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Superconductors Earn Their Stripes
12 March 2002 (All day)
If three sightings make a trend, then a controversial theory of high-temperature superconductivity may have become a little more chic. The "stripes" theory states that current flows without resistance along lines of electric charge inside copper-and-oxygen-based superconductors. Now, a series of new results show that, at the least, the materials actually have such stripes.
For 15 years physicists have struggled to understand the so-called cuprate superconductors, in which sheets of copper and oxygen atoms sandwich atoms of other elements. Sometimes, an atom between the sheets will pluck an electron from a copper atom, leaving behind a positively charged "hole" that can hop from one copper atom to the next. But a single hole is hindered from moving along the sheet by the magnetic fields of the copper atoms. So, according to the stripes theory (Science, 19 February 1999, p. 1106), the holes first gather into stripes, which serve as little runways with no magnetism. Physicists had, however, observed stripes of charge in only one superconductor, lanthanum strontium copper oxide (LSCO). Now, three groups are reporting similar results.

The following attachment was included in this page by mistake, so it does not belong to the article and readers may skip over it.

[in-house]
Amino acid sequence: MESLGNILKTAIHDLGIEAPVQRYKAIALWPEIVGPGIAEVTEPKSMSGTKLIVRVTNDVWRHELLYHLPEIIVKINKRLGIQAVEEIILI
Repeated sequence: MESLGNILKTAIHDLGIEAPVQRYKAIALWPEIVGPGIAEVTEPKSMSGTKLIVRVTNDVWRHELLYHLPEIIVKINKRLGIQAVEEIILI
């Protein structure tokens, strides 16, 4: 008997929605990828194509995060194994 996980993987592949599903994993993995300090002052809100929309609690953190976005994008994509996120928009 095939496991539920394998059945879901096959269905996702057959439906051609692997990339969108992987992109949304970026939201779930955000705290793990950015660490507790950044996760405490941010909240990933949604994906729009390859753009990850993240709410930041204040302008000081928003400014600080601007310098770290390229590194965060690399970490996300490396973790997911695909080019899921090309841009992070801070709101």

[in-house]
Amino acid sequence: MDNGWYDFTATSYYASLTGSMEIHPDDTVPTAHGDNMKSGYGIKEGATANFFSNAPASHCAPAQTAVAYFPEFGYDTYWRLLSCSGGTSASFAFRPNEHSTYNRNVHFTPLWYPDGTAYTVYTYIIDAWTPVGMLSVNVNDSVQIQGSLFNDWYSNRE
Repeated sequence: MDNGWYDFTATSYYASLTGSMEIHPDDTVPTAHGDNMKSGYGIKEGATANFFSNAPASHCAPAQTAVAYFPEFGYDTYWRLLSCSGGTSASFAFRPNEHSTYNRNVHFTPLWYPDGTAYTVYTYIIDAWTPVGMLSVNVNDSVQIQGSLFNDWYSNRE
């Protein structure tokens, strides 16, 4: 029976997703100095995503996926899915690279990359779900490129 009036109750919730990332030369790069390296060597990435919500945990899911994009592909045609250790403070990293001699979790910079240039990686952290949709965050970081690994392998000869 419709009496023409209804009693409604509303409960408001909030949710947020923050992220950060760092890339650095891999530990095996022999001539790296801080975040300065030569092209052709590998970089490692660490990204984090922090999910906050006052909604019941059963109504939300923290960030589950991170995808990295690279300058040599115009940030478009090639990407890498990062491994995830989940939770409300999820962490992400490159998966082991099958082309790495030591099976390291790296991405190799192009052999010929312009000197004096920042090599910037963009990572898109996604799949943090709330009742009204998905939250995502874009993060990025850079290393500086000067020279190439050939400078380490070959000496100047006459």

Herb Mook and colleagues at Oak Ridge National Laboratory in Tennessee shot a beam of neutrons at a large crystal of yttrium barium copper oxide (YBCO), the most widely studied of the cuprate superconductors (Science, 1 February, p. 787). By carefully analyzing the reflected beam, the researchers detected stripes of holes lying along every eighth row of copper atoms, as they describe in the 4 March issue of Physical Review Letters. Meanwhile, Aharon Kapitulnik and colleagues at Stanford University in Palo Alto, California, used a scanning tunneling microscope to study the crystal surface of bismuth strontium calcium copper oxide. They observed stripes of charge along every fourth row of copper atoms, they report in a paper posted on the Los Alamos preprint server.
Finally, Yoichi Ando and colleagues at the Central Research Institute of the Electric Power Industry in Tokyo, Japan, report that in nonsuperconducting LSCO and YBCO, the electrical resistance is smaller for current flowing in the direction in which the stripes are thought to run. That indicates the stripes are conductive, they argue in a paper to be published in Physical Review Letters.
The new data suggest that stripes are a feature of all cuprate superconductors, says Steven Kivelson, a physicist at the University of California, Los Angeles, and a co-inventor of the stripes theory. But the larger question, says Douglas Scalapino, a theorist at the University of California, Santa Barbara, is whether stripes help superconductivity or--as most researchers believe--hinder it.